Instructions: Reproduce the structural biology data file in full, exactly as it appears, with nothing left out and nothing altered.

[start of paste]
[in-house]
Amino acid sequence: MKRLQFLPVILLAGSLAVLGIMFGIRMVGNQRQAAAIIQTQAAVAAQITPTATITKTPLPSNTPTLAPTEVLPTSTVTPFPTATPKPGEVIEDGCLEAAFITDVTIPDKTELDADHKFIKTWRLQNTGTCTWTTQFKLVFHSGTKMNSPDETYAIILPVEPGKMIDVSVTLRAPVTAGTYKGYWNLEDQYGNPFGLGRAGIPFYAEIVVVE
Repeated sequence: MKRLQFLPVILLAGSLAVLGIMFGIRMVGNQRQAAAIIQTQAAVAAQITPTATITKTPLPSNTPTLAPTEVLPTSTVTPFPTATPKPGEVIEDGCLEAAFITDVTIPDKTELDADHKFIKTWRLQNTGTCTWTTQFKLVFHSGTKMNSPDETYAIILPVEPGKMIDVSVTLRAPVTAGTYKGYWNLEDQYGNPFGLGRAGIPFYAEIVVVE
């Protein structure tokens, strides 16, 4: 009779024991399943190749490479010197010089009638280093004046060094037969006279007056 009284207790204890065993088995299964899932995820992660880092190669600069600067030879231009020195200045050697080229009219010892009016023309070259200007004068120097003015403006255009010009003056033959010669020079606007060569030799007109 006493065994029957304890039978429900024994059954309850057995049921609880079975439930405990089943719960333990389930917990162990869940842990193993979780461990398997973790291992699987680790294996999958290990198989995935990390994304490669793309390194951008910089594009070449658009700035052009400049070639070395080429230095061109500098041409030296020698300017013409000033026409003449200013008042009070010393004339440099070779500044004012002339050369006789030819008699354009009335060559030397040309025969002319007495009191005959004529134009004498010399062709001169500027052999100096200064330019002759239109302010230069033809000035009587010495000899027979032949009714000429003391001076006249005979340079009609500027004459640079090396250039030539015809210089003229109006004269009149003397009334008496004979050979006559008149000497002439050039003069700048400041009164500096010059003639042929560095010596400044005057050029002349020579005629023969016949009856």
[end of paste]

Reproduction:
[in-house]
Amino acid sequence: MKRLQFLPVILLAGSLAVLGIMFGIRMVGNQRQAAAIIQTQAAVAAQITPTATITKTPLPSNTPTLAPTEVLPTSTVTPFPTATPKPGEVIEDGCLEAAFITDVTIPDKTELDADHKFIKTWRLQNTGTCTWTTQFKLVFHSGTKMNSPDETYAIILPVEPGKMIDVSVTLRAPVTAGTYKGYWNLEDQYGNPFGLGRAGIPFYAEIVVVE
Repeated sequence: MKRLQFLPVILLAGSLAVLGIMFGIRMVGNQRQAAAIIQTQAAVAAQITPTATITKTPLPSNTPTLAPTEVLPTSTVTPFPTATPKPGEVIEDGCLEAAFITDVTIPDKTELDADHKFIKTWRLQNTGTCTWTTQFKLVFHSGTKMNSPDETYAIILPVEPGKMIDVSVTLRAPVTAGTYKGYWNLEDQYGNPFGLGRAGIPFYAEIVVVE
């Protein structure tokens, strides 16, 4: 009779024991399943190749490479010197010089009638280093004046060094037969006279007056 009284207790204890065993088995299964899932995820992660880092190669600069600067030879231009020195200045050697080229009219010892009016023309070259200007004068120097003015403006255009010009003056033959010669020079606007060569030799007109 006493065994029957304890039978429900024994059954309850057995049921609880079975439930405990089943719960333990389930917990162990869940842990193993979780461990398997973790291992699987680790294996999958290990198989995935990390994304490669793309390194951008910089594009070449658009700035052009400049070639070395080429230095061109500098041409030296020698300017013409000033026409003449200013008042009070010393004339440099070779500044004012002339050369006789030819008699354009009335060559030397040309025969002319007495009191005959004529134009004498010399062709001169500027052999100096200064330019002759239109302010230069033809000035009587010495000899027979032949009714000429003391001076006249005979340079009609500027004459640079090396250039030539015809210089003229109006004269009149003397009334008496004979050979006559008149000497002439050039003069700048400041009164500096010059003639042929560095010596400044005057050029002349020579005629023969016949009856």